Leigh said...

Bettina, kids around the world must all think the same, LOL. Very good point about how much easier gardening becomes when we stop trying to pamper "exotics." I know some people will still enjoy that as a hobby, but for practical purposes it's best to stick with what wants to grow there.

Sue, creativity is key! I agree. It's important for folks trying to be food self-reliant, and also preppers who eat out of their food storage. I think too, the seasons add variety with the things we only get once a year.

Mama Pea, how interesting that you had so many native neighbors. Those are the folks to learn from! Our modern diet wastes so much in terms of what is discarded for the parts we're accustomed to eating. That was a learning process for us too, though.

Michelle, thanks! Good point about the modern diet. For lunch I heated leftover oven-fried tomatoes and oven-fried okra, and scrambled them with eggs and cheese. Side dish was home-canned figs and apples topped with kefir. Almost 100% home grown! Made me very happy. :)

Mrs. Shoes, LOL. I do that with words as well - sometimes my mind thinks a word is something other than what it really is. Terr is French for earth, so it's an interesting concept, isn't it? The moral of the story is that we should all be proud of our various regional distinctions when it comes to food.

Rain said...

I agree with you Leigh. I think that's why certain wines appeal to me more than others. I've done extensive reading on terroirs, here in our area, it's very big with the apple industry. Not the apples themselves, but the apple ciders, apple brandies and apple liqueurs.

I have her book. That is what got me interested in cheese making to begin with. When I read her book, I found her website and that's where she posted her traditional Mozza recipe that worked for me. She's very nice, when I had questions, I asked her on Facebook and she replied pretty quickly. She told me that most books won't say it, but that the recipes written are assuming you use raw milk, which makes things difficult for us people who have to buy pasteurized from the grocery store. But she gave me lots of tips.

I really want to support her. I have her other cheese making book "Mastering Artisan Cheese Making" on my wish list too.

I like your take on homestead cuisine. I'm trying my best to make the things we love to eat the most. But you're so right, I really can't grow a lot of the produce that we love in our we adapt right? Nice post Leigh!

What cheese will you make from her book? If you choose one, maybe I'll make it too and we can compare. :)

Leigh said...

Rain, I think Gianaclis's book is the best beginner book out there. Ricki Carroll's seems to be the one most folks start with, and it's a good book. I just like Gianaclis's better. I would definitely recommend this for any beginning cheesemaker.

I won't actually try any of her recipes, because I don't have any commercial starters. So I'm following David Asher's recipes and then comparing the steps to hers. They are similar, but the differences are interesting.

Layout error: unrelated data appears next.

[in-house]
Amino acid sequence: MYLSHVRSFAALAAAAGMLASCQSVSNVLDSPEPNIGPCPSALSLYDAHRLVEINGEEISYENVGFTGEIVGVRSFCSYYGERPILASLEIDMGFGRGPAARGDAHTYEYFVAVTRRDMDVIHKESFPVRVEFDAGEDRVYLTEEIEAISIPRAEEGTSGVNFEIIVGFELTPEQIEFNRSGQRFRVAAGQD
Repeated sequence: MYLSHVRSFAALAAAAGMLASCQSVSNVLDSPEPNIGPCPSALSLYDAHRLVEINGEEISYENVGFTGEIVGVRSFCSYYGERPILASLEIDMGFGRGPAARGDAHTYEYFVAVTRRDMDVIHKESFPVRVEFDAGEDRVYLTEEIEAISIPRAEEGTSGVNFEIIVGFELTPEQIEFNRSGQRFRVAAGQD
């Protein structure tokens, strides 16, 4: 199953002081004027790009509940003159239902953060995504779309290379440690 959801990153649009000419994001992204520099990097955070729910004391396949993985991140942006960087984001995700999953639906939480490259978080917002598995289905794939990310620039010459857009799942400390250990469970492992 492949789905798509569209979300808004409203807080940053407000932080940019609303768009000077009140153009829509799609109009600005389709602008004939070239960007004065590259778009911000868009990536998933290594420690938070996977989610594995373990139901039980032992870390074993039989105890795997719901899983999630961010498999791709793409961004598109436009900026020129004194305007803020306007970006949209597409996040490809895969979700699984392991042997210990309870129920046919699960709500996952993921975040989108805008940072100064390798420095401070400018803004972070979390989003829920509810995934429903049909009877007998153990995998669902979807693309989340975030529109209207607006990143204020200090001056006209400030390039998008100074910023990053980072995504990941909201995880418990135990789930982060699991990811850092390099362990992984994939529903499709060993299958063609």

I think each of us seeking self-reliance has to find our own way in terms of what we can grow and how we eat it. There are a few things I hang in there with (my Meyers lemon, even if I only get one lemon cream pie per year, and my ginger). But for the most part, I'm enjoying experimenting with what I've got and working out numerous ways to eat them. So far it's been a fun journey!

Susan said...

It was an interesting experience, entering the homesteading life in middle age. I have always been interested in food/cuisine. When I traveled, in my past life, I would seek out local places to eat local food. It was an eye-opener! So many more flavors, textures, colors! Once I got my cow and tasted raw milk, I never looked back. Same with raising chickens for eggs. It's not that difficult - for me with no kids - to eat seasonal foods. I just kept cutting out all the 'fluff' as I ventured more deeply into self-sustainability. What has helped me adapt is your blog - all the research and thought you've put into every imaginable subject over the years and have been gracious enough to share it. You are a precious resource!

Leigh said...

Susan, your saying that just made my day. Thank you! You've posted quite a bit about your own journey into food self-sufficiency, and I have to say that your posts are always an inspiration.

Donna OShaughnessy said...

This past year we worked harder NOT to buy what we ran out of so we ended up eating beef, and beef alone, until our broilers were ready for butchering and our hogs were large enough for the locker. This taught us, once again, we need to plan better, keep more accurate records, and stock up more food such as canning more pork and chicken. We need two lifetimes to do it all :)

Leigh said...

Donna, that's always the hazard! I know that for awhile I got so sick of eating eggs, eggs, eggs, that I finally went out and bought some tuna fish for lunch! You're right that it's a good lesson though, and we've come to the same conclusion, better planning both in growing and preserving. That's assuming the weather and critters all cooperate!